The second step is to become an open and welcoming community to all those who engage in activities that Christians do not condone. This is somewhat complicated for it means being welcoming without sacrificing the genuine Christian vision or identity. It seems that contemporary Christians have mostly been unable to find the balance here. Either they drift too far to one extreme, developing a laissez-faire attitude to all things moral and adopting the “whatever works for you is the right thing” attitude that is so prevalant in our society. Or they drift too far to the other extreme and stigmatise and excommunicate those who engage in actions that the church cannot support. It is the second extreme that has come to shame and silence women who have abortions. Yet those who belong to the first extreme are equally complicit for developing a morality that contributes to an apathetic and self-absorbed lifestyle.
Simply put, Christians need to model communities where all are welcome to come as they are and openly share their experiences – whether that be things that have been done to them or things they have done themselves – and find a tender, loving embrace in response. Perhaps most importantly Christians are called to model God's forgiveness, announcing that God's love has broken into the world and cannot, and will not, be defeated. In this situation Christians are called to take suffering onto themselves, not impose suffering on others.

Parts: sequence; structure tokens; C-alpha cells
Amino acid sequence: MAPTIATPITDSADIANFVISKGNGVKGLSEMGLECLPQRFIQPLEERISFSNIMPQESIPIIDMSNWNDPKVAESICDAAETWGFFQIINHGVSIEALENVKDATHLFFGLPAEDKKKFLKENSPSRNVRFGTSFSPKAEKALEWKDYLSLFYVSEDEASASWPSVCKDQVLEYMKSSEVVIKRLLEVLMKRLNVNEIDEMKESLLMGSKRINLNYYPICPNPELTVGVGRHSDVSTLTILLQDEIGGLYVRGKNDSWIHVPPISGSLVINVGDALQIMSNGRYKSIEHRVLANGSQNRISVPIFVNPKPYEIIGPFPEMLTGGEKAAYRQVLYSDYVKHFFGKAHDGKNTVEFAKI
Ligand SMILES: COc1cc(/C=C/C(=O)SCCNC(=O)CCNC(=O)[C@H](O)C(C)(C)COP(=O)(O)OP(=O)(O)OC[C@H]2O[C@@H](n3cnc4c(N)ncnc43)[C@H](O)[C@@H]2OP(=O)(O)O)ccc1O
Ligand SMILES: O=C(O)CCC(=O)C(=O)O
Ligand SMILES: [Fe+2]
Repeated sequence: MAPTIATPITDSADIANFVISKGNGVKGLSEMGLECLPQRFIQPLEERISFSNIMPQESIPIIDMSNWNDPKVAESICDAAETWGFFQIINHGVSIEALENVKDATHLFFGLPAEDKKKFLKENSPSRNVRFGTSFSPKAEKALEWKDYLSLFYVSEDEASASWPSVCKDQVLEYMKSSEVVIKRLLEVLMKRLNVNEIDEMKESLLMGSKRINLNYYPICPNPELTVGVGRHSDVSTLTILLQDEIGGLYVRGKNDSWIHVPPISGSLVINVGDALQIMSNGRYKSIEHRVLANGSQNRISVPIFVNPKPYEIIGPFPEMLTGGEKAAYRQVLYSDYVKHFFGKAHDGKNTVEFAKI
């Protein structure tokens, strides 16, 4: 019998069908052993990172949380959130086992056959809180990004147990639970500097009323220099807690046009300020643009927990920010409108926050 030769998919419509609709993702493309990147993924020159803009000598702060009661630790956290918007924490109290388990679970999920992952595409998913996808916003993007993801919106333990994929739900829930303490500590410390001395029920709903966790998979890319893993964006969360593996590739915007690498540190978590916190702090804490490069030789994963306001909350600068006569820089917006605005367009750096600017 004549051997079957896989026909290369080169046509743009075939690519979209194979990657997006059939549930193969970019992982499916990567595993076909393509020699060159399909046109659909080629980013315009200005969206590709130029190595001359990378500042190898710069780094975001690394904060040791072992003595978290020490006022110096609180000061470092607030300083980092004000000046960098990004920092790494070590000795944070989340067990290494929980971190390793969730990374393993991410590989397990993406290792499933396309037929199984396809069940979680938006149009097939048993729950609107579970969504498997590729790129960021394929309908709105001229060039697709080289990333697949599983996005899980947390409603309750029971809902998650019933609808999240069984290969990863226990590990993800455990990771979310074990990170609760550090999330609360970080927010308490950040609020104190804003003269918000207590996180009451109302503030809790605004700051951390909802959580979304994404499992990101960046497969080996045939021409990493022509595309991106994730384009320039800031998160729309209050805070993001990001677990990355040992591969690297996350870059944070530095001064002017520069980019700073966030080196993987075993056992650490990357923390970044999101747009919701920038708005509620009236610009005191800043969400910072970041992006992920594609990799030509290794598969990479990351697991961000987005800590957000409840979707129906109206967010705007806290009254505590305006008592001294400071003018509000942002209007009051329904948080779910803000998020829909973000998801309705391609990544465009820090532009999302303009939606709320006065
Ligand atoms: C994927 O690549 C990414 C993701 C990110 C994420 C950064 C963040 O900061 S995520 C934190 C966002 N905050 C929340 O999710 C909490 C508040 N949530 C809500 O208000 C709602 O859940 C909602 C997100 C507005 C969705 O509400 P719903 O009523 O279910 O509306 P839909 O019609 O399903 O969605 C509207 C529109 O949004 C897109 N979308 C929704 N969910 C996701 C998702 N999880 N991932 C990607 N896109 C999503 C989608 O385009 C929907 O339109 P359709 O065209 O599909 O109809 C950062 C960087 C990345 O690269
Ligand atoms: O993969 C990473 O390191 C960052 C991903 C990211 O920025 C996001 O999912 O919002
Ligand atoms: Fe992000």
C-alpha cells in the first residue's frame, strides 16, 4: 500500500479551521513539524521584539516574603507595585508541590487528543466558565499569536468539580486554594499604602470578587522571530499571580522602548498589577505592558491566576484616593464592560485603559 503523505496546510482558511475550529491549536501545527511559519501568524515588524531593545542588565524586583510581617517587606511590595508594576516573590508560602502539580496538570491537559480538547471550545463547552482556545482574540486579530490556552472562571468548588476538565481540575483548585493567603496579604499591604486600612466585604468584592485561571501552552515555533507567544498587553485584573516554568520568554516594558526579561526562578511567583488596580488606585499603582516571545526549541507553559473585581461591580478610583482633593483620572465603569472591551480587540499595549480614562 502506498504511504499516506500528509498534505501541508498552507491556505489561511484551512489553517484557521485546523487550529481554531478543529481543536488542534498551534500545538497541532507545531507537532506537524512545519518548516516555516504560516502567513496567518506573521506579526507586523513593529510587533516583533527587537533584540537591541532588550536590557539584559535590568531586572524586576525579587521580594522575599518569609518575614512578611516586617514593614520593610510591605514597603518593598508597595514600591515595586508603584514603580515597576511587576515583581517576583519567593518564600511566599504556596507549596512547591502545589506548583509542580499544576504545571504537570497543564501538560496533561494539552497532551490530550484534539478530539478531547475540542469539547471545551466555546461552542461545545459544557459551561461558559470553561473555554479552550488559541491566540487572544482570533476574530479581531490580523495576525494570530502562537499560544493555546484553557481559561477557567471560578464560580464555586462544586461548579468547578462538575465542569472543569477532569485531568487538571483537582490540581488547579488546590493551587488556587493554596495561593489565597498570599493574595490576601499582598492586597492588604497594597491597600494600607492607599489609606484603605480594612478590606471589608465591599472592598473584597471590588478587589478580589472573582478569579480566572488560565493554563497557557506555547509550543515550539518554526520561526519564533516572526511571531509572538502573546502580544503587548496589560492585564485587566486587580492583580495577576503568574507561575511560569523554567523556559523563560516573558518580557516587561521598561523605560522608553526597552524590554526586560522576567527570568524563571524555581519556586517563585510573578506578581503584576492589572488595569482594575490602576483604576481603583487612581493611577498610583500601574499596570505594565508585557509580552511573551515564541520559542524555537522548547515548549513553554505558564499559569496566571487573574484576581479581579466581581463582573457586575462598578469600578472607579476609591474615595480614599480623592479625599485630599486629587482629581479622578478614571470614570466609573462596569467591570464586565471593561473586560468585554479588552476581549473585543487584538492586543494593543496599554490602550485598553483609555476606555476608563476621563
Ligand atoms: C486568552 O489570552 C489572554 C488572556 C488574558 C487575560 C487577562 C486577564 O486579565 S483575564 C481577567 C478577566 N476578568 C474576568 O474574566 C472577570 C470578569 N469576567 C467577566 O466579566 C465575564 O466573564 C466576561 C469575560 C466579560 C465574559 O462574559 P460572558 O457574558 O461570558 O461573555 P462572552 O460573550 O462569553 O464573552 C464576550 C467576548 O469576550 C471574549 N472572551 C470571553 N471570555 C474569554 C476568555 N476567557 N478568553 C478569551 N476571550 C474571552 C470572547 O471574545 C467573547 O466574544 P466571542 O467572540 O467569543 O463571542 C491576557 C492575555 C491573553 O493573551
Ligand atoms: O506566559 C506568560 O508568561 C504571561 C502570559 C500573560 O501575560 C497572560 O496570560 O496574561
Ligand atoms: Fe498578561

Therefore, although I empathise with Baumgardner's motives I will not buy her t-shirt. Often, in response to shaming we can go the extreme of reveling in the acts that have caused shame in an effort to overcome it. Indeed, much of the discussion revolving around individual rights seem to do just this. Individual rights is a brilliant way to avoid any sense of corporate responsibility. “I am entitled to security, to comfort, to self-fulfillment, therefore I don't have to plead the cause of the needy, I don't have to concern myself with where I spend my money…” and so on and so forth. I can't wear Baumgardner's shirt because abortion is the result of some grievous problems in society. I can't celebrate abortion because I can't celebrate the abandonment of the poor. I can't celebrate the dehumanisation of the disabled. I can't celebrate the pursuit of power, wealth and influence – and I certainly can't celebrate the rape of a teenage girl that results in pregnancy. What I can do is learn to love people the way that Jesus loved and not define them by certain acts. Why do we so often define people by one or two specific actions? Let us learn to see the beauty, the worth and the wonder that fill all people. When we see people in this way we will treasure them not damn them.